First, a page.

3. Choirs don’t require expert singing, or stagecraft because their voices and their appearance is obscured within the group, as it should be. Normal worshipers leading other normal worshipers…”en force.”
    p.s. I think smaller vocal groups leading worship are fine, but more by necessity than choice.

  4. Jon Milton says:

    One point often overlooked is that the choir can encourage congregational singing. Unlike a praise team where individual voices are discerned, a balanced choir will not have individual voices. When these voices are amplified, it can give a congregant the confidence to song out because their own choice is lost in the ocean of others.

    I notice that when we do not have our Choir mics as loud that the congregation does not sing out as much.

    There are some churches that use large praise teams instead of a choir (North Land Church), but when they have 12 singers, they begin to sound like a choir, albeit, with the musical advantages of crisp diction, close micing, and a higher skill level.

    However, I would not trade that skilled group for 100 Choir members.

  5. Elizabeth Groves says:

    Choirs can be absolutely effective in igniting a fire during worship! There’s nothing quite like those times when the choir is leading a powerful song & the congregation joins in, praising God with everything they have. As a choir director, I can’t see the worship of the congregation, but I think the Holy Spirit gives me a “reflection” in the faces of the choir members when the worship going on behind me is particularly sweet. There’s nothing quite like seeing choir members so in the moment with God that they toss their books down & raise their hands in worship.

  6. John Alford says:

    I believe that the church has a place for both a worshiping choir and a worshiping praise team. However, I think two reasons churches don’t use choirs as much anymore is 1) the amount of work and time that is required, and 2) the level of training by the music/worship leader. It’s easier for the guitar/bass/keyboard/drummer to each learn their parts listening at home, then make sure they’re together at rehearsal. Choirs usually take a little more effort and time. It also (usually) requires more training/experience to direct a choir than to lead a praise team. I believe that this time and effort is worth it, and that if a church only utilizes a praise team and not a choir, they might want to consider having both.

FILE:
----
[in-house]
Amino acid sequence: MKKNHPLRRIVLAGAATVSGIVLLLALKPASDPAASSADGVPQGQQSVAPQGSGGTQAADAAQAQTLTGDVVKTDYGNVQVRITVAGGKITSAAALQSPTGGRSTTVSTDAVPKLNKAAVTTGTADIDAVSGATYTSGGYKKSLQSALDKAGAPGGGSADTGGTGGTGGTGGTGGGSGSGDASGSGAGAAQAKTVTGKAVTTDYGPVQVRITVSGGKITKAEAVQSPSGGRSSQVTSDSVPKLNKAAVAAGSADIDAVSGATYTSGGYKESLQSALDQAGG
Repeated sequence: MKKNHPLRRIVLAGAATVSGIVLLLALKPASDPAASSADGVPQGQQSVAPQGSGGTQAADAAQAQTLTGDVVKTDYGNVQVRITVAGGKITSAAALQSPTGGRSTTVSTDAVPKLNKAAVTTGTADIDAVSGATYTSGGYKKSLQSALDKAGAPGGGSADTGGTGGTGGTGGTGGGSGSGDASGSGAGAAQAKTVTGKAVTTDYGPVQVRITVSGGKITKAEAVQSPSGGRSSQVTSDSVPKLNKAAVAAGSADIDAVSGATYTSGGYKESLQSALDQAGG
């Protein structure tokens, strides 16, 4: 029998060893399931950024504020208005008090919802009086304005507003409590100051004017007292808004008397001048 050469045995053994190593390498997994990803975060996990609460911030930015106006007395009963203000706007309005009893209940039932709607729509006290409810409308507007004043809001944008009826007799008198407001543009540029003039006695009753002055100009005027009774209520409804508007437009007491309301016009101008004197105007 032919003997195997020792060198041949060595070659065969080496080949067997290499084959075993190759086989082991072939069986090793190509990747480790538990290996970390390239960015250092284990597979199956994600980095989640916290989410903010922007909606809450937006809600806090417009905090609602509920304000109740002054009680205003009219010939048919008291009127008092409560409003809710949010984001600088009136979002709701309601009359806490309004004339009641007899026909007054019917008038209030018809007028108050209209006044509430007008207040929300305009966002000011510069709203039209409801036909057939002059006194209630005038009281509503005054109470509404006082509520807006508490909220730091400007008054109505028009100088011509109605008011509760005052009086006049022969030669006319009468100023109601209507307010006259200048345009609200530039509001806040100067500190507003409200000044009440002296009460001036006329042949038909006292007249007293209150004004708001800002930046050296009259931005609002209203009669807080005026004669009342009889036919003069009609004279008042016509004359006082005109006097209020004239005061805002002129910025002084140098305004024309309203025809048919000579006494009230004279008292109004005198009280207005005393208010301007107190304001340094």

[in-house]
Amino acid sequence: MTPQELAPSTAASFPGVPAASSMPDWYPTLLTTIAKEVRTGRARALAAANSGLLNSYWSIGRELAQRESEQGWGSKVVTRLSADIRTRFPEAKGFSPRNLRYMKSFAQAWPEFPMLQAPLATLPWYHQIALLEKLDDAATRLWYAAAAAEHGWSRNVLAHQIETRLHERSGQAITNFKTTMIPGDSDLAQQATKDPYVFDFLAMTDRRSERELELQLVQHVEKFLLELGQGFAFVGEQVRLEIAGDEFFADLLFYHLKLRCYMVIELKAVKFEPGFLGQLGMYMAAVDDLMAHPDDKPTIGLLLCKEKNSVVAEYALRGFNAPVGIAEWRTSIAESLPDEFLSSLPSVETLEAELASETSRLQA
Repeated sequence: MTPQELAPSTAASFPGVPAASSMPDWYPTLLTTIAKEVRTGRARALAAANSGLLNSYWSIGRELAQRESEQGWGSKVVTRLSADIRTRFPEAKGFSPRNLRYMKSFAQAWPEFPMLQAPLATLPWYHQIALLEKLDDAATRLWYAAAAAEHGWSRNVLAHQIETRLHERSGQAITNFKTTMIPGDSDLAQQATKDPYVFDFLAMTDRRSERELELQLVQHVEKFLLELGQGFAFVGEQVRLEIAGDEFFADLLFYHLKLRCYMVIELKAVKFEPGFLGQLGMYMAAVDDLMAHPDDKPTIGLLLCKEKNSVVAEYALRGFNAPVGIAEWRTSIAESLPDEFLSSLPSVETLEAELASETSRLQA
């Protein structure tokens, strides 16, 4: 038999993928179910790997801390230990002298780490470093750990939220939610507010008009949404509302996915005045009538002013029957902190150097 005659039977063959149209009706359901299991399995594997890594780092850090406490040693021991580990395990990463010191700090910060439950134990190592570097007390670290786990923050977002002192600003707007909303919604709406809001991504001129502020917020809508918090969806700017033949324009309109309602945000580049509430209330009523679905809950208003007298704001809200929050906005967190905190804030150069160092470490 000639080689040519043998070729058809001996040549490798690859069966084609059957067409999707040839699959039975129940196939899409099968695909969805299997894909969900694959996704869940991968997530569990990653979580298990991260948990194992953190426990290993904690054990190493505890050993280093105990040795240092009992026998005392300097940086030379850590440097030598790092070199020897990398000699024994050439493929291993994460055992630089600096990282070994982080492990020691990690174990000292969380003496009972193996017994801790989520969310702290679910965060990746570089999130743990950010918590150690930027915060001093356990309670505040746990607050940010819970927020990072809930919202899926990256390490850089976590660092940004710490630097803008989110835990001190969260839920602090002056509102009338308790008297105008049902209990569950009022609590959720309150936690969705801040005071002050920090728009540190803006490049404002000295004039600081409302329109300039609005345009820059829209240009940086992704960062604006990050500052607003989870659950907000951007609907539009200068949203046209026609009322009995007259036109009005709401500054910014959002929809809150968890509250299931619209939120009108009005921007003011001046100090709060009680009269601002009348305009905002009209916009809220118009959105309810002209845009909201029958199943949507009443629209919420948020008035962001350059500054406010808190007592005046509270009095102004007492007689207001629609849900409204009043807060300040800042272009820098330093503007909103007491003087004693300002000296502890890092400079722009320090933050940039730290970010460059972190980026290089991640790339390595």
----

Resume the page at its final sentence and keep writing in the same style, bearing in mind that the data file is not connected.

7. Being one of these young twenty-somethings and serving a multi-generational church in the area of worship, I find myself asking the that very same question. We have a choir; I have served a church where the choir was such a dynamic addition to corporate worship. While I do agree that certain groups of believers find that the choir is not part of their ethos, others find it quite meaningful. In our own congregation, we have two services, one of which does not feature the choir as part of the leadership body and we find that the congregation does not miss it in that situation.

    I suppose that, no matter what the situation, the choir is a viable part of the church as a whole. Let’s face it, scripture does have evidence of a “choir.” Whether or not the choir is relevant is not the question. The most important focus for any worship leading body is just that, Do you lead in worship? Are they a passionate group of leaders who, above all else, seek to exalt, praise, and adore their Savior? More than not that is where I am finding that the choir is relevant. Void of stylistic preferences, a worship leading body that is personally engaged with their Savior will be, as the article above states, influencing and inspiring to a congregation.

  8. Rhonda Lowe says:

    Absolutely choirs are important! We have 55 in our youth choir…..not to mention the 55 or so that are in our children’s choirs. They inspire in worship, teach valuable lessons and skills to those who participate.

  9. Pat Proctor says:

    I absolutely think a church should have a choir if the members are committed, the music is worshipful and leads the congregation to know the meaning of singing to the Audience of One. (taught by Kenny Lamm) Being a member of a choir when you might not have a beautiful voice but love to sing praises can bring someone to feel a real part of a group of worshippers.

  10. I’m baffled as to why such a question would even be posed. Of course, a choir is a good thing as long as there are enough volunteers capable and willing.

    • Missionary to Mexico says:

      The question was posed, Brother David, because many Evangelical churches have decided to have rock bands leading the praise and worship rather than choirs. The degradation in the praise and worship in Evangelical churches that use rock bands has been very obvious to me in the over 41 years that I have serving the Lord.